I watched a video one time on Youtube of a soldier in Iraq throwing a puppy off of a cliff for fun. You could hear the puppy's cry get farther away as it plummeted lower and lower. You can probably still find this video if you search "soldier throws puppy off cliff." This video deeply affected me, and I do not really consider myself an "animal lover." I felt very strong hatred toward the men, very intense sadness for the puppy. How could someone do that? And yetI eat meat. In fact, I eat meat ev [...]

    I listened to this a few weeks ago & gave it 5 stars as an audio book(My review is here: /review/show)even though I don't think that was the best format for it. While it's not filled with facts & figures that require study, there were some I would have liked to have reviewed, not easy in audio format, so I bought the HB paper edition & am skimming through it. Definitely the better format!(Update: Here's a good interview with Herzog that covers some of what is in the book & gives [...]

    Interesting topic, colloquial writing, shoddy research. This book bravely takes on the question of how humans think about animals and why our thoughts are clouded with contradictions. Why do people oppose the torturing and killing of lab mice for scientific pursuits, but not the torturing and killing of mice they view as pests inside their homes? Why do people oppose cockfighting but not factory chicken farming which destroys chickens in arguably more inhumane ways in greater numbers? Why do peo [...]

    I agree with the basic premise of this book. Our attitudes about animals are logically inconsistent, and when people are extremely logically consistent, that leads to absurdity. Hypocrisy is inherent in the relationships between humans and animals, and complications are impossible to escape from.However, this book only gets 2 stars because I don't think it was terribly well-written. It is anything but cohesive. There are hundreds of "mini-essays," each relating an anecdote, study, or philosophic [...]

    Meh. This book has a good title, but it's misleading. Well, the part after the colon is misleading. Some more accurate titles for the book would be:Some We Love, Some We Hate, Some We Eat: It's Hard to Think Straight About Animals (omitted the "Why" because he doesn't really pretend to answer that.)Some We Love, Some We Hate, Some We Eat: It's Complicated (Yep)Some We Love, Some We Hate, Some We Eat (Enough said. Oh, and the book would be blank to save on a lot of redundancy.)The author has over [...]

    There were several moments during this book when I thought, "WTF!?" but due to other obligations, I did not write them down and prepare a review. 1. I had forgotten all about the book until reading an article about the feral dog epidemic, when I remember that one of the more insane things in this book is when Herzog posits that if we keep spaying and neutering all our animals, someday (soon) there won't be any left so breeding dogs/pets is a good thing. He then cites the Netherlands, where spay/ [...]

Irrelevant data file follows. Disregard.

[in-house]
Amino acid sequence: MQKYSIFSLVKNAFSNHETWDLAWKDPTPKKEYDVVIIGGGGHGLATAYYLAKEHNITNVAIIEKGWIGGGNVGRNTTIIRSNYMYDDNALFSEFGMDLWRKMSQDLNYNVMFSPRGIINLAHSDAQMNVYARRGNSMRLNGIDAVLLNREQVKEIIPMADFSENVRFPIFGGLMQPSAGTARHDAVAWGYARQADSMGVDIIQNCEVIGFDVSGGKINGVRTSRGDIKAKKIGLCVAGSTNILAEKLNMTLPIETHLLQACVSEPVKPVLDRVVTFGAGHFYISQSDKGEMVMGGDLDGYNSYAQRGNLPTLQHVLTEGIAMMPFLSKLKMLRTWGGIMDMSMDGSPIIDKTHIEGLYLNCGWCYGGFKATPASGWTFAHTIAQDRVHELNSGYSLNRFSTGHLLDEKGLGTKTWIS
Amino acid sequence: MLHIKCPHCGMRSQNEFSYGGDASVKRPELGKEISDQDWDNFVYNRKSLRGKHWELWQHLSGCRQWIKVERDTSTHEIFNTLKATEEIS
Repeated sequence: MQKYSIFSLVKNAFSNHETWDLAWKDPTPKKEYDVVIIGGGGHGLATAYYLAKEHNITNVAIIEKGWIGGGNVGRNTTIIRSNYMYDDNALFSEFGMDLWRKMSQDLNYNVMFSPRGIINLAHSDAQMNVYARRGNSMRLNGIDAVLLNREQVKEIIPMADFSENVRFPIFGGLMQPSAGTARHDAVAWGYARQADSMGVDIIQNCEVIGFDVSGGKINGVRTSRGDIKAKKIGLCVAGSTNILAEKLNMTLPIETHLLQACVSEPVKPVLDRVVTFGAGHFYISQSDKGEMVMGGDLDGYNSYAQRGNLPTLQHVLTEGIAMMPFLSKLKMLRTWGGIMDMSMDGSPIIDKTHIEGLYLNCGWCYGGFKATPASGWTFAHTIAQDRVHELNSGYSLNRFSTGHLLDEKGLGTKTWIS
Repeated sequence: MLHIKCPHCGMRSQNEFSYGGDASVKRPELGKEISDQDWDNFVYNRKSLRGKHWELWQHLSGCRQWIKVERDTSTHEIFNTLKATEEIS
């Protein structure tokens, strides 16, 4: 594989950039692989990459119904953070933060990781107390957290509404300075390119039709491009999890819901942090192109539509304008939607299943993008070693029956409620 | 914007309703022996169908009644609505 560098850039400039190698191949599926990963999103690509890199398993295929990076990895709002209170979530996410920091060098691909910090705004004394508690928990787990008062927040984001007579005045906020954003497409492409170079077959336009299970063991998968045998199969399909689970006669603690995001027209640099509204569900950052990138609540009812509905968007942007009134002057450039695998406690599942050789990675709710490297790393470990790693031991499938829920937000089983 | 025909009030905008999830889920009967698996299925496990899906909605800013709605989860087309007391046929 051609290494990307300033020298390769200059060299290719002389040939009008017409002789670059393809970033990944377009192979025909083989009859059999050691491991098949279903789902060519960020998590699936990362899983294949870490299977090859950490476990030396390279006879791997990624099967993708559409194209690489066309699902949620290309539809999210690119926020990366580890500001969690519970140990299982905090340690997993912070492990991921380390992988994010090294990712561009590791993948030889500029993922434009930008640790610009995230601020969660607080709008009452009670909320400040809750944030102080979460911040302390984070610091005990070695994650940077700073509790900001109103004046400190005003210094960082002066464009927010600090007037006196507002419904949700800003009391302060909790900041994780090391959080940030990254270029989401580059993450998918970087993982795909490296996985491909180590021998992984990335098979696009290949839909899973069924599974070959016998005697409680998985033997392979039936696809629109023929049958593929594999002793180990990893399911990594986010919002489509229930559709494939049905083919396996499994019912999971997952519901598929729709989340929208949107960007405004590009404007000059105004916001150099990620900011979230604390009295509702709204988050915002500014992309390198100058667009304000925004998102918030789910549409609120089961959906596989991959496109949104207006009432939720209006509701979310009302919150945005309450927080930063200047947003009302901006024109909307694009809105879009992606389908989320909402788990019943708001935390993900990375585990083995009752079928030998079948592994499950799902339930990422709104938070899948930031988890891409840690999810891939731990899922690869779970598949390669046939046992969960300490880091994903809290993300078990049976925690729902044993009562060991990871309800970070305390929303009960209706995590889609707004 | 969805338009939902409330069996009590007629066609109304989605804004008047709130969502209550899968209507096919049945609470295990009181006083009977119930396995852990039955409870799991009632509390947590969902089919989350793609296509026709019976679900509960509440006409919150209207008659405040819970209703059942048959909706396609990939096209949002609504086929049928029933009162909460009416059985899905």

Another one that I wouldn't have picked up without the encouragement of my book club. I knew most of the horrifying ways that people mistreat animals and this book doesn't offer any real solutions, so it was hugely depressing.The author stated my position fairly well at the start of the book: "Like most people, I am conflicted about our ethical obligations to animals. The philosopher Strachan Donnelley calls this murky ethical territory "the troubled middle." Those of us in the troubled middle l [...]

    Although I liked this author's attempt to be fair to all perspectives, there were some questions that he chose not to explore.Herzog points out that many dog lovers live with cats instead of dogs. In fact, he is one of them. But he never asks why this pattern has developed. Is it because cats make better apartment dwellers or are there other factors not related to urban living?Also, in discussing the domestication of wolves (which is of particular interest to me), Herzog mentions a theory that w [...]

    I picked up this book because I love animals and I couldn't find any fiction books about them that looked interesting that week. Also, I thought the cover was cool and the premise sounded interesting.I did not expect to have my world-view challenged! I didn't know a lot of the research and things he points out (I literally shouted 'Oh my God, seriously?!' when he points out that research shows dolphin therapy does nothing. I thought it did something, although certainly nothing as extreme as the [...]